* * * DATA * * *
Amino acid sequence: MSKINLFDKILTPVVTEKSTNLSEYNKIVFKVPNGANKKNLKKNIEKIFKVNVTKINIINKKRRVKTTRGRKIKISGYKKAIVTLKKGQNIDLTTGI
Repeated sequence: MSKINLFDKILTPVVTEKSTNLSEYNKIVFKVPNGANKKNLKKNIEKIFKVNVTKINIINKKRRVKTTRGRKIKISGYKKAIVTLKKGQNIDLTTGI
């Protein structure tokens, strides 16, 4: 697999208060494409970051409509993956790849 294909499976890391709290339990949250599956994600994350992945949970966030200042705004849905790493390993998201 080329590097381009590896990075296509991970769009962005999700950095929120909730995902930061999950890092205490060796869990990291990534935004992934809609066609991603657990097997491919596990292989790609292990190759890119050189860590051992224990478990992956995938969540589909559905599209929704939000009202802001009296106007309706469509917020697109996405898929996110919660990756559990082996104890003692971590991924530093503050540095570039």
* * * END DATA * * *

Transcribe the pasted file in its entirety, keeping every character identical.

Amino acid sequence: MSKINLFDKILTPVVTEKSTNLSEYNKIVFKVPNGANKKNLKKNIEKIFKVNVTKINIINKKRRVKTTRGRKIKISGYKKAIVTLKKGQNIDLTTGI
Repeated sequence: MSKINLFDKILTPVVTEKSTNLSEYNKIVFKVPNGANKKNLKKNIEKIFKVNVTKINIINKKRRVKTTRGRKIKISGYKKAIVTLKKGQNIDLTTGI
């Protein structure tokens, strides 16, 4: 697999208060494409970051409509993956790849 294909499976890391709290339990949250599956994600994350992945949970966030200042705004849905790493390993998201 080329590097381009590896990075296509991970769009962005999700950095929120909730995902930061999950890092205490060796869990990291990534935004992934809609066609991603657990097997491919596990292989790609292990190759890119050189860590051992224990478990992956995938969540589909559905599209929704939000009202802001009296106007309706469509917020697109996405898929996110919660990756559990082996104890003692971590991924530093503050540095570039």